The second of the two albums AtKisson released simultaneously in 1997, “Testing the Rope” is an atmospheric tour de force of songwriting, with a stripped-down acoustic sound that focuses attention on the quality of his voice. There is a revealing intimacy to many of these songs, written during a time of great transition in AtKisson’s life, both as an artist and as a human being. The opening song, “Balaton,” captures a moment of despair, awakening, hope and community experienced during a storm on Hungary’s largest lake. (It is dedicated to an international association of sustainability researchers, founded by Donella and Dennis Meadows, called the Balaton Group. For many years it was used as a closing song for their annual meetings.) “Nothin’ at All” and “Time Stands Still” convey the ache of break-up, while “Love Lovin’ Lover” and “Everything is New” convey the opposite: fresh starts with eros. “Testing the Rope” is a line from the song “Moon’s Best Friend,” sung from the perspective a small boy remembering his friendship with an older boy who had been engaged by AtKisson’s parents to care for him. By turns moody and exultant, and featuring expert finger-style guitar work, this was the album that announced AtKisson’s arrival as a fully-formed musical artist.
When AtKisson published his environmental bestseller, Believing Cassandra, in 1999, he also released a new CD with the same title. The new album included a few of his older songs (because they were mentioned in the book) as well as many new songs with sustainability themes. These ranged from the educational infotainment-song “Exponential Growth” — which AtKisson still performs, a capella, in many of his lectures — to the uplifting folk-rock anthem “What Kind of World”, a song of vision and hope that was also featured on the US television show Good Morning America. This album also includes “System Zoo,” a “7-minute musical course in systems thinking” that AtKisson uses to get audiences snapping their fingers and singing along while learning the language of sustainability science.
In this extremely spare and atmospheric acoustic album, AtKisson sets the poetry of Rainier Maria Rilke — beautifully translated by Joanna Macy and Anita Barrows — to song. While Rilke’s “Book of Hours” is framed as a set of dialogues between a monk and God, these songs are also dialogues with Life and its meaning. In the late 1990s, AtKisson wrote and performed a one-man musical play, based on Rilke’s letters, that incorporated these songs. (He did not choose to release the recording, made in 2000, for six years — which, ironically, was also what happened to Rilke’s manuscript. “Book of Hours” sat in a drawer for six years before being published.) “I live my life in widening circles,” wrote Rilke, “that reach out across the world.” He searches and searches for the meaning in all the suffering, despair, and joy that he sees in his travels. And he searches for his own identity, but does not quite settle on it: “Am I falcon, a storm, or a great song?”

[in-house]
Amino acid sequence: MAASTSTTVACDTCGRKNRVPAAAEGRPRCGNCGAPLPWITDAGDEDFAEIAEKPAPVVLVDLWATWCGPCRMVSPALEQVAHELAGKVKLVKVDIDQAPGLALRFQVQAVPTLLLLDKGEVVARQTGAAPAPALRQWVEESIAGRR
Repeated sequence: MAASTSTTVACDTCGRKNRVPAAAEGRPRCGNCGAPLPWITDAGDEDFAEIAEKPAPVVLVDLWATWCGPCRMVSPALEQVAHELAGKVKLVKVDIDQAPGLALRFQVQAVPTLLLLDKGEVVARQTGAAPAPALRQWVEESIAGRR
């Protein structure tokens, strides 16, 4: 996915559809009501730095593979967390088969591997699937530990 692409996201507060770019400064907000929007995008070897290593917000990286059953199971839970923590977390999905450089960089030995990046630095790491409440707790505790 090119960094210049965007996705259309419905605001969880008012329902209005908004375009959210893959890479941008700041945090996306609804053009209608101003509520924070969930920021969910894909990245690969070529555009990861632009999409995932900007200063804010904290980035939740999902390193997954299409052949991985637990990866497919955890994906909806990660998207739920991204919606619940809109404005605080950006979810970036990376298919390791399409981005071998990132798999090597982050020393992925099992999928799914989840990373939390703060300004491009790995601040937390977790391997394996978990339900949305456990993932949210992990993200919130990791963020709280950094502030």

After a long hiatus, AtKisson returned to the studio in 2012 to record, over a two-year period, a gorgeous new album produced by Andreas Bauman and featuring many of Sweden’s most gifted studio musicians. The title and graphic imagery played with his evolving American-Swedish identity (AtKisson, who comes from Scandinavian roots in the US, married a Swede in 2001, was granted citizenship by the government of Sweden in 2006, and speaks very fluent Swedish). The songs, while never saying “sustainability” or “climate change” or “inequality”, nonetheless convey the emotions involved in traveling the world and dealing with these challenging global issues on a daily basis, as AtKisson does in his role as an expert, consultant and speaker. These songs both inspire and soothe: in “The Last Dice”, we listen to AtKisson “shuffle ’round in Istanbul” feeling “world weary”, as lost as Ulysses (“lash me to the mast”). But he finds hope — “I place my bet / on the long shot” — and the acoustic guitar dialogue he’s having with Swedish virtuoso Torbjörn Fall carries the listener peacefully across the dark waters of the Bosporus. Also included in this collection are true song-stories from AtKisson’s childhood and youth: befriending a wild manatee (“Maxie”); watching his Missouri-born grandfather taste the sea for the first time, on a visit to AtKisson’s childhood home in Florida (“I’ll Be”); and dealing with manipulative teachers while studying at Oxford (the spooky “Isn’t There Someone Here”). Musically, these songs tend to build quietly, each of them growing on the listener and conveying an intensity of experience in a small, satisfying package.
“Ancient History” is a collection of AtKisson’s earliest songs, starting from his debut in New York in 1982 with the cassette album “Whitewing”, recorded in the recording studio/bedroom of his friend Darryl Cherney (a New York songwriter who later went on to become a famous Earth First! activist in California). Some songs were recorded on a primitive home studio (with the associated hisses), others in a commercial 24-track setting. These cassette albums were never released commercially; they were usually distributed to fans at his New York gigs, as well as to friends and family. “Whitewing” tells the story of Icarus and Daedalus, backed with a simple acoustic guitar. “Invisible Man” is a rock anthem recorded with AtKisson’s band at the time, Local Colour (it’s the song for which the band was known on the New York rock scene). “Epiphany Dream” was recorded for the legendary “Fast Folk Musical Magazine” with members of AtKisson’s folk music ensemble. Released in 2014, “Ancient History” is a time capsule, and these songs create characters, tell stories, and put AtKisson’s guitar and vocal skills on display.
To see the full discography with links to download sites, visit: http://www.tunecore.com/music/alanatkisson
Alan’s music is available on Apple Music, Spotify, Amazon, and other digital platforms.
All of Alan’s music has been released on the independent record label Rain City Records, which he founded in 1997.